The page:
Remember that power requirements increase with the cube of speed, so for evey doubling of speed requires 8X more power. That will drain the battery real fast.

However, my biggest issue was that of refilling, hence my quip about 5 minute recharging. The car may hold up for a single session (which I seriously doubt), but what do I do after that? I can't wait until the next morning to drive again.

In the end, though, the Tesla is just not a good track car. Show me one instance where it's worked well at a track event. Or any Lotus (which this is really based on). The Elise I had was a horrible car for anything other than autocrossing. The Tesla's top speed is a mere fraction of my other cars, at 125mph, that's just not going to cut it. I've managed to peg over 200mph in some straitaways.


RE: It's Good to be in DC
By Hakuryu on 6/23/2009 1:24:21 PM , Rating: 2
I agree that this is a good use of funds. A low interest loan to a growing company with back-orders in order to help them get established is much better than huge bailouts to established failures.

I can think of two other reasons this is a good idea. First, the investors mentioned in the article are smart people who wouldn't likely invest in Tesla if there wasn't a good chance they would succeed. Second, Tesla didn't throw billions into the development of these cars like the bailout companies, and seem to have a better grip on the tech nonetheless.


RE: It's Good to be in DC
By Solandri on 6/23/2009 5:26:27 PM , Rating: 2
quote:
Second, Tesla didn't throw billions into the development of these cars like the bailout companies, and seem to have a better grip on the tech nonetheless.

It's not that they have a better grip on the tech. It's that they're aiming to sell to the only market where the tech is currently profitable. The $100k+ enthusiast sports car market is much smaller, but much less price-sensitive. The big auto companies weren't interested in volume that small for an R&D investment this large. They were focusing on an electric car which would have sales ~3 orders of magnitude greater than what Tesla is hoping for.

I would even argue the big automakers are still on the right track. Hybrids (which use nearly all the same components as all-electric vehicles) are close to reaching the 1 million cars/yr milestone. I think an investment into improving their battery tech would be vastly safer and much more likely to yield a positive return, than an investment into Tesla considering its limited market appeal. That's just my opinion though - who knows what the future will bring.


RE: It's Good to be in DC
By bdewong on 6/23/2009 1:26:08 PM , Rating: 2
I was opposed to the bailouts and do not agree that this is the kind of spending the government should be doing. This is just a pre-bailout bailout (wonderfully marketed but horribly run company). I really have to wonder who makes the decisions on who the government should fund, especially when they are able to get private funding.


RE: It's Good to be in DC
By kellehair on 6/23/2009 1:32:56 PM , Rating: 2
Agreed.

How many cars are they going to have to sell to pay back that $465M by the way?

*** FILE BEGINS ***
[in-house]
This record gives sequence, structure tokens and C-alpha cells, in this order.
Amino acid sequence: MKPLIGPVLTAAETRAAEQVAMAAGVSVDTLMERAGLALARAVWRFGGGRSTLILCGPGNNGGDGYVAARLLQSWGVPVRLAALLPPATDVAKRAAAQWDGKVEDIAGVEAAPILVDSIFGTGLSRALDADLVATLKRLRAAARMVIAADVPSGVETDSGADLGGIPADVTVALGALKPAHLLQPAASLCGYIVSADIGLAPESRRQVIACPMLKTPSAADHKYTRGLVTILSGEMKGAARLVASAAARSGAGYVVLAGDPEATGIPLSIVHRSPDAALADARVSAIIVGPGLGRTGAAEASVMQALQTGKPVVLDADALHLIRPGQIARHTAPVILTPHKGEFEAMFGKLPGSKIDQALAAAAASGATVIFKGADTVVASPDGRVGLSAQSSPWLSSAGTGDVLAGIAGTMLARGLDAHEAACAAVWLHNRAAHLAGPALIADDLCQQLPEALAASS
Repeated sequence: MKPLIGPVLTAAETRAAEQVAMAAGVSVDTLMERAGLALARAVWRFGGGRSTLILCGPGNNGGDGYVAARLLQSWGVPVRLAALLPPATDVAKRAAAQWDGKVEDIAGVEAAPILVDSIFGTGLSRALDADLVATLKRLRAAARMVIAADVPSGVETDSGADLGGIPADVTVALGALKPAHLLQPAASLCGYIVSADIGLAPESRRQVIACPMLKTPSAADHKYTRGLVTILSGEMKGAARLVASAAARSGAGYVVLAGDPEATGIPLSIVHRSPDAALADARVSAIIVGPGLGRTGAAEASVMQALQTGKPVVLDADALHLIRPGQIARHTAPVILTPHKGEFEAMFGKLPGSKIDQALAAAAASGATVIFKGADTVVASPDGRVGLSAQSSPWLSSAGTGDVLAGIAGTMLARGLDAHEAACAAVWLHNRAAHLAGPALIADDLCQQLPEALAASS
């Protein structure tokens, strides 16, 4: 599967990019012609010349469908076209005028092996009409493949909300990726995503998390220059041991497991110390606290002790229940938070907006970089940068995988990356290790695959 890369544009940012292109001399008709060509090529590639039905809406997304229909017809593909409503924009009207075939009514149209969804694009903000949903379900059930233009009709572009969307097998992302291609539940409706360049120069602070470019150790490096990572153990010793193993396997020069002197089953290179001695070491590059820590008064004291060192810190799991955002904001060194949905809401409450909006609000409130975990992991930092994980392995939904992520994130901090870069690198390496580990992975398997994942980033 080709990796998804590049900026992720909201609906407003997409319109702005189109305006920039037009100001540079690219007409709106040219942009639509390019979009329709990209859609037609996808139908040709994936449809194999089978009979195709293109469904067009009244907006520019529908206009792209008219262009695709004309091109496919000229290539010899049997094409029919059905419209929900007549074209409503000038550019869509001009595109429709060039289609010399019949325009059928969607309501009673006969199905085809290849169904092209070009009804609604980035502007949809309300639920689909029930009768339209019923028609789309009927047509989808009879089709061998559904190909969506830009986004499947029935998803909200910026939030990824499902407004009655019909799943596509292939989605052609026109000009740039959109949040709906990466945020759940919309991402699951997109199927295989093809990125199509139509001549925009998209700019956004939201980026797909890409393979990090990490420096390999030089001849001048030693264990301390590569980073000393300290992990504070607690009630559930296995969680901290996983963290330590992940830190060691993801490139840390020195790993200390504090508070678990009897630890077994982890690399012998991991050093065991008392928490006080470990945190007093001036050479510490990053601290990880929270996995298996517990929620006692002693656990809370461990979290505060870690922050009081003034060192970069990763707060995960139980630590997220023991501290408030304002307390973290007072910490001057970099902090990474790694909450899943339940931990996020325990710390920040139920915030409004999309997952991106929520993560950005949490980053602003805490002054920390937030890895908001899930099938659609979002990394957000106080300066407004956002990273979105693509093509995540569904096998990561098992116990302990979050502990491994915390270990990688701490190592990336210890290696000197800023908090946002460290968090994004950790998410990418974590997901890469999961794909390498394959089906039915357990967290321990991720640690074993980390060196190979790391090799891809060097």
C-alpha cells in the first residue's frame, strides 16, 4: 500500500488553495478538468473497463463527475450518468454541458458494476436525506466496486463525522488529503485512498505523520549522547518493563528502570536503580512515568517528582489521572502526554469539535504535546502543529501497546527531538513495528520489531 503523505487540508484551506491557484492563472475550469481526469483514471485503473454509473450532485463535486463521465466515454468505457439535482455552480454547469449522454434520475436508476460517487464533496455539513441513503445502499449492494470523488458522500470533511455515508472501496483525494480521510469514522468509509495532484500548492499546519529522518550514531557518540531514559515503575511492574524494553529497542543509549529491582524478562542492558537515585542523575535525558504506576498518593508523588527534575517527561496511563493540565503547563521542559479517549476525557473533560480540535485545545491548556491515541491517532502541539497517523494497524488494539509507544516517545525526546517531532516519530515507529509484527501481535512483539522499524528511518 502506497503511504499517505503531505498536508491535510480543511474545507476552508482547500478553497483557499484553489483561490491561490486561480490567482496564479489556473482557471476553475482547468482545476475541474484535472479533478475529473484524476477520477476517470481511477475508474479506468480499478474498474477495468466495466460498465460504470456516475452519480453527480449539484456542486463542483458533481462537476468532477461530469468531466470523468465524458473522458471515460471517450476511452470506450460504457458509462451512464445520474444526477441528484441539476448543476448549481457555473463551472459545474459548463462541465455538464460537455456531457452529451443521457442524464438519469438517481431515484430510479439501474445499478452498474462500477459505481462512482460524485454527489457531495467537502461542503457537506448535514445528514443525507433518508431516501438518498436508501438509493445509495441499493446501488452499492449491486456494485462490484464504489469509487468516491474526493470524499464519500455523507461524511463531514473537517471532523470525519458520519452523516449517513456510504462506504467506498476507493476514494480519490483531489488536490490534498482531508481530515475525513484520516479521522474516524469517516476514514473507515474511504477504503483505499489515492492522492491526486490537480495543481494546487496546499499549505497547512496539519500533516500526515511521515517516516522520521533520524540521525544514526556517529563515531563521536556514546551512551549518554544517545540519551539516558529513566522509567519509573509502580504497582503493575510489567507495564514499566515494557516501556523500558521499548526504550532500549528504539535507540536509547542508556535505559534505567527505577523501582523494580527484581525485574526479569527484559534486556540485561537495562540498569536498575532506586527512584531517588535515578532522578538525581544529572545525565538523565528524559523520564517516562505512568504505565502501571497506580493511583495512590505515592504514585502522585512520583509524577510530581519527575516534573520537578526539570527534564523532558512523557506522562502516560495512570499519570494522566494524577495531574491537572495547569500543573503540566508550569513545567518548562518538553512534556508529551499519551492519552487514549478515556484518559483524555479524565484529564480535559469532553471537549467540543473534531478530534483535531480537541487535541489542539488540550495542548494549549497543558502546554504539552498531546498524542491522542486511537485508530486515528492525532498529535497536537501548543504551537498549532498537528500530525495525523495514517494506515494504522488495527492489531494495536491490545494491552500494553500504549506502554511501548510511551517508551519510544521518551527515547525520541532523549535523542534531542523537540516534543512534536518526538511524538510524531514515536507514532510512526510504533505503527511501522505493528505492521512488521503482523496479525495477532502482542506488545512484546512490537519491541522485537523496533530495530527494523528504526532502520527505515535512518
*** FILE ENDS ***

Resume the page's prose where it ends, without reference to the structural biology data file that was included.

RE: It's Good to be in DC
By captainpierce on 6/23/2009 1:41:44 PM , Rating: 2
quote:
If the business case was sound and it was a good investment, there would be plenty of private capital available to invest in Tesla.


I was wondering the same thing. Sounds like another government-financed boondoggle.


RE: It's Good to be in DC
By MozeeToby on 6/23/2009 2:27:28 PM , Rating: 2
Well, to get 465M in revenue they would have to sell 4650 Roadsters, that doesn't seem impossible given their back order of 1500 cars. Of course, all that revenue isn't available to pay back a loan, there are costs involved in building each Roadster.

However, the great thing about selling a high end, highly engineered product, the engineering is already done. I would imagine that the costs of production for a Roadster are < $50000, so I'll just double the number and say ~9000 Roadsters or ~20000 of their luxury sedans they hope to have out soon. Over the life of the loan, none of those numbers seem unrealistic to me.


RE: It's Good to be in DC
By kattanna on 6/23/2009 2:31:31 PM , Rating: 1
$465,000,000

lets keep it simple and not take interest into this.

lets say they can payback $5,000 for every car sold

so with 93,000 cars they can pay this back. considering they have made what a whole 500 cars so far..

im doubting the ability to repay.


RE: It's Good to be in DC
By hduser on 6/23/2009 4:25:48 PM , Rating: 3
quote:
How many cars are they going to have to sell to pay back that $465M by the way?


Just one car, if they can find someone who'll pay $465 million for it.


RE: It's Good to be in DC
By ArcliteHawaii on 6/23/2009 4:27:53 PM , Rating: 2
quote:
How many cars are they going to have to sell to pay back that $465M by the way?


Well, at $100K a shot they only have to sell 4650 to make $465,000,000 in revenue. They already have a waiting list of 1500. I realize that revenue != profit, but if they use the loan to build factories, they'll have very low amortization costs, and be able to pay it back much quicker. At any rate, we're talking having to produce 1000s of cars to pay back the loan, not millions. It's fairly easily achievable.


RE: It's Good to be in DC
By bdewong on 6/23/2009 4:44:49 PM , Rating: 2
Revenue isn't even close to equal to revenue. Remember we are dealing with full electric cars where the battery packs alone costing more than ten thousand dollars by itself. Then tack on all the other parts of the car, labor, cost of expansion and building new showrooms and factories, you get a lot closer to that $5,000 profit per car that the previous poster had mentioned.

Okay, let's say that they make $10,000 pure profit for each one sold, it will only take 4,650,000 cars sold before they can pay of only the government's loan.